Monday, December 10, 2012

Interactive Interview with an Agent: Jennie Goloboy

We’re starting the week off in grand fashion, with another interactive installment of “Interview with an Agent.” Today’s interview features Jennie Goloboy of Red Sofa Literary, who also posts regularly on her agency’s blog. Check out her answers to the blogging-agent questions, then meet me down at the bottom for details on the interactive part. Enjoy!

KV: How often does a query intrigue you enough to request the manuscript?

JG: My procedure is to request the first three chapters, and if I like those, I will request the full. I request the first three chapters for about one manuscript in ten, but I am much more stringent about requesting the full. I read everything that I request.

KV: What are you looking for in a requested manuscript?

JG: I request the manuscript because the idea seems innovative and appealing, and because the query was well-written. I just did a whole series of blog posts at the Red Sofa website about queries I see too often, some of which surprised me! (Girls with magic necklaces?) At the moment, I'm especially interested in history that would appeal to a broad audience, and in innovative epic fantasy for adults. I particularly like funny manuscripts.

KV: What are some of the most common problems you see in the manuscripts you request?

JG: One comment I frequently give to authors is that I didn't connect with the protagonist. I want to know your hero inside and out; I want your hero to have problems that I care about. I don't want your hero to be fate's hand puppet.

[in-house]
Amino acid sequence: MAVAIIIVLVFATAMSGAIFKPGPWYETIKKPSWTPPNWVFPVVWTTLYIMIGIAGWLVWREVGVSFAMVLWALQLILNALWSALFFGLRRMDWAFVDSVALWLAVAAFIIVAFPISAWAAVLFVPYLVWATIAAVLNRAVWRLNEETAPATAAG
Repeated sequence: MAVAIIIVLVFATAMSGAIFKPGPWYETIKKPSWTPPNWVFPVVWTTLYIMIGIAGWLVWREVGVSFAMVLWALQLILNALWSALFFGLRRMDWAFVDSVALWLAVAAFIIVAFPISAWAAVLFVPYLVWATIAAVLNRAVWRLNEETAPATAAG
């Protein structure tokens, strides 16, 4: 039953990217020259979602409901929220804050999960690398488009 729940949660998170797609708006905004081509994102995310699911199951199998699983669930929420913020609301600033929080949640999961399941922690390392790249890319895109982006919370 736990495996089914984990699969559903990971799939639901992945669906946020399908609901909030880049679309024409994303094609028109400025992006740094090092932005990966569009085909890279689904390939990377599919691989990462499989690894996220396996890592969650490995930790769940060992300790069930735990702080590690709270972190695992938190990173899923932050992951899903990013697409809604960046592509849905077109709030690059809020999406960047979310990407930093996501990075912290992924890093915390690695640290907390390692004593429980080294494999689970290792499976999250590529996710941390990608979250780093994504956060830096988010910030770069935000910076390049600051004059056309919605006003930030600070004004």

Also, your hero should almost never start the manuscript by waking up, unless he's waking up with a gun to the head.

KV: When you come across a manuscript you really like/love, how do you decide whether to request revisions or offer representation?

JG: If I think it's not perfectly ready to go, in general, I'll request revisions first. I want to be sure that my clients react well to criticism, and can fix a manuscript according to editorial suggestions. If they don't, I'd prefer to find that out before I agree to represent them!

KV: When you do make that Call, you’re probably going to ask the writer if she has any questions. What sorts of questions should she ask?

JG: How do I fit in with your current clients? In general, where do you plan to send my book? I'm not going to tell you names of specific editors, but I'd be happy to discuss my  strategy.

KV: And now for a few quick questions from the normal interview. What client work do you have coming out soon? What drew you to those writers and/or projects?

JG: Unfortunately, that's still top-secret--please keep an eye on!

KV: Is there something you haven’t been seeing lately in the slush pile that you wish you were? What are you tired of seeing at the moment?

JG: I've never been a big fan of dystopias (unless they're funny dystoptias), and I get a lot of them!

I never get enough truly funny manuscripts, and I would love to represent more non-fiction that isn't a memoir, or a thinly fictionalized memoir.

KV: What’s the best way to query you?

JG: Send a query letter via e-mail to, please!